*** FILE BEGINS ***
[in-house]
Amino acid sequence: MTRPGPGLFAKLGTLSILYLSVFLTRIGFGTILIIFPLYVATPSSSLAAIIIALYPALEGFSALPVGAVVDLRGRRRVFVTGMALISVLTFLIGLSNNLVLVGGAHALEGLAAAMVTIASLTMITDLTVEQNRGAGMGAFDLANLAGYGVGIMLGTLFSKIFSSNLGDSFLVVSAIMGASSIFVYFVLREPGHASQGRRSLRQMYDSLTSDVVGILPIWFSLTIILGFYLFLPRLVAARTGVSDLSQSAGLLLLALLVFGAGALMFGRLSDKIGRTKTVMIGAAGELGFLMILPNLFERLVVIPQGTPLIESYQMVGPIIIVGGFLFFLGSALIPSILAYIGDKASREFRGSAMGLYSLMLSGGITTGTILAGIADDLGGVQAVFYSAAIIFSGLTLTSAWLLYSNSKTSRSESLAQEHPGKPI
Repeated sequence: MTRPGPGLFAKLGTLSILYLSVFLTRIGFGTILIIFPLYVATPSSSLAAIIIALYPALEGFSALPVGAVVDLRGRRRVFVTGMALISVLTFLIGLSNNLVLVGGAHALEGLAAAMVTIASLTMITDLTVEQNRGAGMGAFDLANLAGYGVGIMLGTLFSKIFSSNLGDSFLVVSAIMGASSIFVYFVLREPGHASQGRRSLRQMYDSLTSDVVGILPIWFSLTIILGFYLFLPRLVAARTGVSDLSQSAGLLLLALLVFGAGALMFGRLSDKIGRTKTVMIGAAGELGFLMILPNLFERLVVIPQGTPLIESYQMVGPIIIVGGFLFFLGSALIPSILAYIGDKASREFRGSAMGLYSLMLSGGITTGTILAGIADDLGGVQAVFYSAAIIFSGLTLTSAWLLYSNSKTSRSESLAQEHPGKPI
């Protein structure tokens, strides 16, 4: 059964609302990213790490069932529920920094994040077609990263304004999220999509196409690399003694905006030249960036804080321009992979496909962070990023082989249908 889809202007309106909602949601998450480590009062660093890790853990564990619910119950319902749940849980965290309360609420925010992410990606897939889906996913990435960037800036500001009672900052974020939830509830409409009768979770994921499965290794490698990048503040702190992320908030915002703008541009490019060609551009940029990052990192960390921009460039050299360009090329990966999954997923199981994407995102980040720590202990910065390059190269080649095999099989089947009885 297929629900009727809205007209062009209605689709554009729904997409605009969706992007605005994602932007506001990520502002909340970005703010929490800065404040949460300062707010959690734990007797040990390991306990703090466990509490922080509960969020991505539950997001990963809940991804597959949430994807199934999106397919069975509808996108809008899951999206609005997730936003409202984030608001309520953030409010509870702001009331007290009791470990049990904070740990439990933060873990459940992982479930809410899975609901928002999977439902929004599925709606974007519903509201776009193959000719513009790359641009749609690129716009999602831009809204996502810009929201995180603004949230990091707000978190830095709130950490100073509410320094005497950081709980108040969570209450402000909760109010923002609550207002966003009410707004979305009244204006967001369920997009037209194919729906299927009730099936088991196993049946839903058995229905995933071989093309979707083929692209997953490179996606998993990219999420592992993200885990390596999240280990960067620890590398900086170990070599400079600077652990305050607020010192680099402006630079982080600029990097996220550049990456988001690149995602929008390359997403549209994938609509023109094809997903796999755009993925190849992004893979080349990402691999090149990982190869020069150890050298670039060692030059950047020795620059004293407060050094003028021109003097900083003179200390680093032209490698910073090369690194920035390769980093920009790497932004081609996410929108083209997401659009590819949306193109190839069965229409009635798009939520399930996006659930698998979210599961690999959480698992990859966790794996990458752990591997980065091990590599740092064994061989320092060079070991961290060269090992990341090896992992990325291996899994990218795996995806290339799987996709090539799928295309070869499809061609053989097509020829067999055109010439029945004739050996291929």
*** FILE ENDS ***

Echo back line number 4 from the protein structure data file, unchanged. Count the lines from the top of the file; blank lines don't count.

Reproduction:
């Protein structure tokens, strides 16, 4: 059964609302990213790490069932529920920094994040077609990263304004999220999509196409690399003694905006030249960036804080321009992979496909962070990023082989249908 889809202007309106909602949601998450480590009062660093890790853990564990619910119950319902749940849980965290309360609420925010992410990606897939889906996913990435960037800036500001009672900052974020939830509830409409009768979770994921499965290794490698990048503040702190992320908030915002703008541009490019060609551009940029990052990192960390921009460039050299360009090329990966999954997923199981994407995102980040720590202990910065390059190269080649095999099989089947009885 297929629900009727809205007209062009209605689709554009729904997409605009969706992007605005994602932007506001990520502002909340970005703010929490800065404040949460300062707010959690734990007797040990390991306990703090466990509490922080509960969020991505539950997001990963809940991804597959949430994807199934999106397919069975509808996108809008899951999206609005997730936003409202984030608001309520953030409010509870702001009331007290009791470990049990904070740990439990933060873990459940992982479930809410899975609901928002999977439902929004599925709606974007519903509201776009193959000719513009790359641009749609690129716009999602831009809204996502810009929201995180603004949230990091707000978190830095709130950490100073509410320094005497950081709980108040969570209450402000909760109010923002609550207002966003009410707004979305009244204006967001369920997009037209194919729906299927009730099936088991196993049946839903058995229905995933071989093309979707083929692209997953490179996606998993990219999420592992993200885990390596999240280990960067620890590398900086170990070599400079600077652990305050607020010192680099402006630079982080600029990097996220550049990456988001690149995602929008390359997403549209994938609509023109094809997903796999755009993925190849992004893979080349990402691999090149990982190869020069150890050298670039060692030059950047020795620059004293407060050094003028021109003097900083003179200390680093032209490698910073090369690194920035390769980093920009790497932004081609996410929108083209997401659009590819949306193109190839069965229409009635798009939520399930996006659930698998979210599961690999959480698992990859966790794996990458752990591997980065091990590599740092064994061989320092060079070991961290060269090992990341090896992992990325291996899994990218795996995806290339799987996709090539799928295309070869499809061609053989097509020829067999055109010439029945004739050996291929």